As regards the spacing between the series of bristles, it is preferably substantially equal to the maximum interdental width, that is the spacing between the proximal faces of two adjacent teeth at the point where these faces are furthest away from each other, that is at the shoulders of adjacent teeth or at the base of the interdental triangle. This spacing is generally from about 1.5 to 3 mm.

The height of the cleaning elements from the handle which supports them is preferably at least equal to the radius of the largest circumference delimited by the largest teeth (molar teeth).

Other characteristics and details of the present invention will be revealed from the following description of the accompanying drawings which diagrammatically show, by way of example only, several embodiments of the device according to the present invention.

BRIEF DESCRIPTION OF THE DRAWINGS

FIGS. 1 and 2 are perspective views of two embodiments of a device according to the present invention for cleaning the proximal faces of teeth;

FIG. 3 is a similar view to that in FIG. 1 and shows a third embodiment of the device according to the present invention;

FIG. 4 is a front view of the device shown in FIG. 3;

FIG. 5 is a diagrammatical view which partially shows the device shown in FIGS. 3 and 4 when it is used to clean the proximal faces of two adjacent teeth;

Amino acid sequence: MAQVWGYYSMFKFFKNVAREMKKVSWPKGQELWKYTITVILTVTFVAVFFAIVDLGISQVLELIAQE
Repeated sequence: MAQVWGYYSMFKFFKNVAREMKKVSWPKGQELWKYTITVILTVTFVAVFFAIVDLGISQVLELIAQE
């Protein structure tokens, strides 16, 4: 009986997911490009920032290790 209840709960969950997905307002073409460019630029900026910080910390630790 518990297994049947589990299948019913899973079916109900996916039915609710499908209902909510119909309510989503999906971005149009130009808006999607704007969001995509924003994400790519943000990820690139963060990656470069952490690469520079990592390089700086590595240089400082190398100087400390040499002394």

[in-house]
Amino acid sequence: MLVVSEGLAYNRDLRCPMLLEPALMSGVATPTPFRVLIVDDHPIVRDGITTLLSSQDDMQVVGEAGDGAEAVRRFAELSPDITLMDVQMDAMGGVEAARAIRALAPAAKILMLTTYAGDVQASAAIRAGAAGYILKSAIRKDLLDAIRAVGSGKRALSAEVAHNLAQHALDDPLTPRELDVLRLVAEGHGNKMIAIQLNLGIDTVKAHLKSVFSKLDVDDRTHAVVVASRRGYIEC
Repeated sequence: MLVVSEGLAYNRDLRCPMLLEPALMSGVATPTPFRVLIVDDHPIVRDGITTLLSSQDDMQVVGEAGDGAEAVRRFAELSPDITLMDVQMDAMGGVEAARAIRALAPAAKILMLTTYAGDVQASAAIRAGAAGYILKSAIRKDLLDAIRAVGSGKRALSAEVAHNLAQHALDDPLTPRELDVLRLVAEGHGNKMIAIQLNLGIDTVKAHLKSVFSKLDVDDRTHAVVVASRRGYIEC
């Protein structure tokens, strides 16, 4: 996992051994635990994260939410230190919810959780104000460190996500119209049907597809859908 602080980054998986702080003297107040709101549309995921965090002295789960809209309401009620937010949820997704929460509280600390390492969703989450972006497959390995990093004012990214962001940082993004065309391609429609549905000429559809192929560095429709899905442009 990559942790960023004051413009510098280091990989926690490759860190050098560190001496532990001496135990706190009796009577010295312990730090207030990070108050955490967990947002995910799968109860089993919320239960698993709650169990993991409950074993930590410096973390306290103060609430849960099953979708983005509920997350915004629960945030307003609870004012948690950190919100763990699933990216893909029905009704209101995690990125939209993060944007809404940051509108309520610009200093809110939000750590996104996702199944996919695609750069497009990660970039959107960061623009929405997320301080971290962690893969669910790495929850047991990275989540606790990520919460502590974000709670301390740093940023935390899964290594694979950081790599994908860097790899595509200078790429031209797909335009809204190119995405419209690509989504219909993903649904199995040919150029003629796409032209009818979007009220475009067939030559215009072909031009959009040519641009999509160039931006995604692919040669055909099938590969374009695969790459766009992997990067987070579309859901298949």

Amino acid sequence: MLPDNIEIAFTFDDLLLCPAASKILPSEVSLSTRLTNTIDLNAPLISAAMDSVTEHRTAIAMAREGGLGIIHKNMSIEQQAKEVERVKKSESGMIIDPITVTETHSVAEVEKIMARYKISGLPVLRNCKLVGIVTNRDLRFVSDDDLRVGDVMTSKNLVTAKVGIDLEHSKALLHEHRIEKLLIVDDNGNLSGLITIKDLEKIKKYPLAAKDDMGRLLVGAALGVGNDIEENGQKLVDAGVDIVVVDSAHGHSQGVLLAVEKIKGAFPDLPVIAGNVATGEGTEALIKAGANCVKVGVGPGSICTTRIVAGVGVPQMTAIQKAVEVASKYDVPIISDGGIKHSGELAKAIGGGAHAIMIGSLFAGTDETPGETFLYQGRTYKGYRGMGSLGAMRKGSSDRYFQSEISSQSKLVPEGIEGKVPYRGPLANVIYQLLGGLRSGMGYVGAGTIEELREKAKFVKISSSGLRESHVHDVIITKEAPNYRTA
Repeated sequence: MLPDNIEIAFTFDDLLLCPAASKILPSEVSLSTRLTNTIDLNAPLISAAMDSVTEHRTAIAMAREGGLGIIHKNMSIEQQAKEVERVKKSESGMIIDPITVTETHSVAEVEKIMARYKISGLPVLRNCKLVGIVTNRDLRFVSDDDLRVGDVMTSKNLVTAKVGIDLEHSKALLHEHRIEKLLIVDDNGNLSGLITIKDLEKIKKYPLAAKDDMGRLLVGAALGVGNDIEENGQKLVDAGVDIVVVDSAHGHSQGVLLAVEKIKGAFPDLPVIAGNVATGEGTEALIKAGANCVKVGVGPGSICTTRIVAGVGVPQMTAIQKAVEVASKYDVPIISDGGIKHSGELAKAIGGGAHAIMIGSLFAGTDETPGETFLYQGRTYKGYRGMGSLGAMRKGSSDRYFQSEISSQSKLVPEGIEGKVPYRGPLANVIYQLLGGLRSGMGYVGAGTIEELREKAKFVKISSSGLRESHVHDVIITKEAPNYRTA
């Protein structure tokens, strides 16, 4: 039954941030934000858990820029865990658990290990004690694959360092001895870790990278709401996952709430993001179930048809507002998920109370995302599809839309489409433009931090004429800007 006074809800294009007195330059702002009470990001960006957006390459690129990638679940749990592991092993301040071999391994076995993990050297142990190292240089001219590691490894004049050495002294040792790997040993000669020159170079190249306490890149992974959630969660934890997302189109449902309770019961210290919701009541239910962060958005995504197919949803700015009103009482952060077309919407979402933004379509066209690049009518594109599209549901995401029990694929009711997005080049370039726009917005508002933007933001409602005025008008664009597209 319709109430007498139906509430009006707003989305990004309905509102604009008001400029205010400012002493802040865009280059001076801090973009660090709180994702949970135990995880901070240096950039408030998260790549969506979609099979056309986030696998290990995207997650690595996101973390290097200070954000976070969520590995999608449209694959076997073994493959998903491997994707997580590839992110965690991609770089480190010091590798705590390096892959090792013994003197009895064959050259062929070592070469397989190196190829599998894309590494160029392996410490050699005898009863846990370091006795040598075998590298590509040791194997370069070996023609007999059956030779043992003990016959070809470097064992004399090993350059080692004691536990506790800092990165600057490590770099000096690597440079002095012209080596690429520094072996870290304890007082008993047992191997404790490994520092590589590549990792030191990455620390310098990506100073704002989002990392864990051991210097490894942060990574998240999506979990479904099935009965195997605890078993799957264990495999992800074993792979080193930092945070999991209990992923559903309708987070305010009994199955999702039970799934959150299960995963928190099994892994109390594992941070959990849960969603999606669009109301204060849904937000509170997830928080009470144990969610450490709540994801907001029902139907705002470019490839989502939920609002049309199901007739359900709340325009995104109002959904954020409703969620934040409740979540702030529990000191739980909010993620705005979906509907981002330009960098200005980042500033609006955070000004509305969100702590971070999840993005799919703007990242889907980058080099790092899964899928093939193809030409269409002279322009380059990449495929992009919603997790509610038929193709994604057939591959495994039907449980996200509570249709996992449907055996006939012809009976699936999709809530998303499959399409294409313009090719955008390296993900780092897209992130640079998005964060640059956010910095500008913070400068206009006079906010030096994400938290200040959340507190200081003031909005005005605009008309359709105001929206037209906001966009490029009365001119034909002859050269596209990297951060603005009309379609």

FIG. 6 is a plan view from above of two adjacent teeth with the device according to FIGS. 3 and 4 in the operating position with the bristles inserted between the teeth, and

FIGS. 7 and 8 are large-scale front views and show two other embodiments of the device according to the present invention.

In the various Figures which show the devices according to the present invention larger than in real life, the same reference numerals relate to the same elements.

DETAILED DESCRIPTION

The device for cleaning the proximal faces of adjacent teeth which is shown in FIG. 1 comprises an elastically deformable element consisting of a thin, elastically deformable layer or sheet 2, for example of plastics material (such as nylon), which is fixed to a handle 3 constituted by a small rod which may be of plastics material, of wood, of metal or of any other material. The layer or sheet 2 should be rigid enough to be introduced into the space between two adjacent teeth and to allow the proximal faces of these teeth to be brushed or cleaned by following the convex shape of these faces.

As can be seen in FIG. 1, the plane of symmetry A-B of the layer which constitutes the cleaning element 2 of the device is substantially perpendicular to the longitudinal axis C-D of the handle 3, although this plane A-B may form an angle slightly different to 90 with the axis C-D.

A variant of the device shown in FIG. 1 is shown in FIG. 2. Two substantially parallel thin sheets or layers 2 are used in this variant. These layers 2 may be from 0.1 to 0.2 mm thick and may be from 5 to 8 mm in height from the surface 4 of the handle 3 to which they are attached. The spacing between these layers may be from about 1.5 to 3 mm.